Reporters are essentially the same personality type as politicians. They only say what they think people want to hear, and like many politicians they’ve trained themselves to believe that this is a war between the “Manhattan elite” and the “salt of the earth driver”.

  • Cap’n, don’t even speculate that curbside parking will be allowed here! If you look at the first video, where we cross 56th and 55th Streets, you will see islands separating the bicycle lane from the motor vehicle traffic, at the intersections, just as on the Ninth Avenue cycle track. I’m hoping for the same treatment here, with plastic bollards strung between the islands to keep the cars out.

    But seriously, the utility is limited unless there is an uptown cycle track installed on 6th Ave . . .

  • Didn’t listen to 1010 WINS this morning so I guess I missed John Montone’s sympathetic interview with an irate cabbie, followed by his puns of the Mayor and the DOT. Yeah, he’s predictable.

  • Walked through the area this morning at about 3:15am (don’t ask) and it was pretty nice not to have to deal with cars coming at you from quite so many places.

  • Doug Irvine

    Walked up from 34th street this morning. South of 42nd is more complete with chairs, tables, umbrellas, and planters. Times Square is a work in progress. There was lots of garbage lying around but the cleaning crew was getting to it.

    Most commuters were befuddled and didn’t know if they should seek the sidewalk or not. Saw another person with a smile on his face mouth “This is great” to himself as he came upon this new park in midtown.

  • andrew

    Bicyclesonly, that video is too cute.
    JSK Has to see it

  • J-Uptown

    I biked through there on Monday afternoon and this morning. Since Broadway no longer goes anywhere continuously, drivers are avoiding it like the plague. South of 42nd Street, Broadway seems overbuilt even at two lanes. On Monday I was able to walk up the middle of Broadway from 40th to 42nd Street (i.e. not in the closed section). It felt like summer streets. Today, south of 42nd st., I felt no need to bike in the bike lane, as there were so few cars on the street. That said, it is much more difficult to get through the squares than before. I’ll gladly deal with it, though, if it means a generally comfortable ride or walk through Midtown.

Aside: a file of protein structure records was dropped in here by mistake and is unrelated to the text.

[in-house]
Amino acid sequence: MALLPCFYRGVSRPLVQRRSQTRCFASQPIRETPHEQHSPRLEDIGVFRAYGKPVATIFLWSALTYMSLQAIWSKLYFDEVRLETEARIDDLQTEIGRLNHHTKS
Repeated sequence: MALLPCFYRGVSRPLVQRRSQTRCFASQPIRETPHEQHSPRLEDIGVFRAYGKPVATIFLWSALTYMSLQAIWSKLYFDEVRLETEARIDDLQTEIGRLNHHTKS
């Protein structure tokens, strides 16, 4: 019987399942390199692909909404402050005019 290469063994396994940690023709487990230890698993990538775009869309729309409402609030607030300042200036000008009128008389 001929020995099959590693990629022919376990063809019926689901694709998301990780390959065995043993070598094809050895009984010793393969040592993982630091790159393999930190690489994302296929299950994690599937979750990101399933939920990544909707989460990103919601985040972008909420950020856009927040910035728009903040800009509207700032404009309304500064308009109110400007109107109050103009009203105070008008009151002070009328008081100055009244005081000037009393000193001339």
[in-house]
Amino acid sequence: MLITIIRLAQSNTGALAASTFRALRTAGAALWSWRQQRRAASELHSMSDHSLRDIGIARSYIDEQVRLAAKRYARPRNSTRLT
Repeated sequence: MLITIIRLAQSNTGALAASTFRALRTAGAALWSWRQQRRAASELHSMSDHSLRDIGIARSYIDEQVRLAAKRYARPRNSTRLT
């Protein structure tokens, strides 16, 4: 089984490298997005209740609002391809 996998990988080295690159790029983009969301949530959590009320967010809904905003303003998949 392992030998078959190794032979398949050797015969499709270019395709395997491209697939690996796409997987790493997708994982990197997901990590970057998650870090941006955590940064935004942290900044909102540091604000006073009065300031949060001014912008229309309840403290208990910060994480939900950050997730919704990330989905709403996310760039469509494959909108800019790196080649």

• Isn’t it interesting that some of the criticism of the new space, including Times which otherwise loved it, is that it didn’t spring wholly formed and perfect in its initial incarnation? Of course there will be tweaks along the way! Of course some of the seating will change! Of course the planters and bike lanes might be shifted around as time goes on. That’s not a bad thing, that’s progress. A government agency that studies how things are used and reacts with appropriate changes and improvements? Is that a bad thing?

    And besides, it’s not as if roads never get improved upon or changed after they are opened. The DOT is constantly adding or moving lanes, adding lights, changing traffic direction of some streets, etc. Why hold pedestrian space to a different standard, then?

    The new space is great and will only get better as time goes on.

  • Great videos, BicyclesOnly! After a couple of hours reading vicious ugly comments from irate motorists who believe that traffic cops deserve to be run over and that all real New Yorkers need to drive through Times Square, I needed that….

  • Go ahead and show her Andrew! But make sure to bring her attention to my comment beneath . . . what use is a one-way cycle track?

  • gecko

    Going around town things seem to be accelerating; lots of new kermit green bike lanes in the village, around washington square park; things seem to be coming together; very encouraging.

  • From City Limits: “THE EYES HAVE IT: NYPD PLANS MORE CAMERAS” including in Mid-Town. See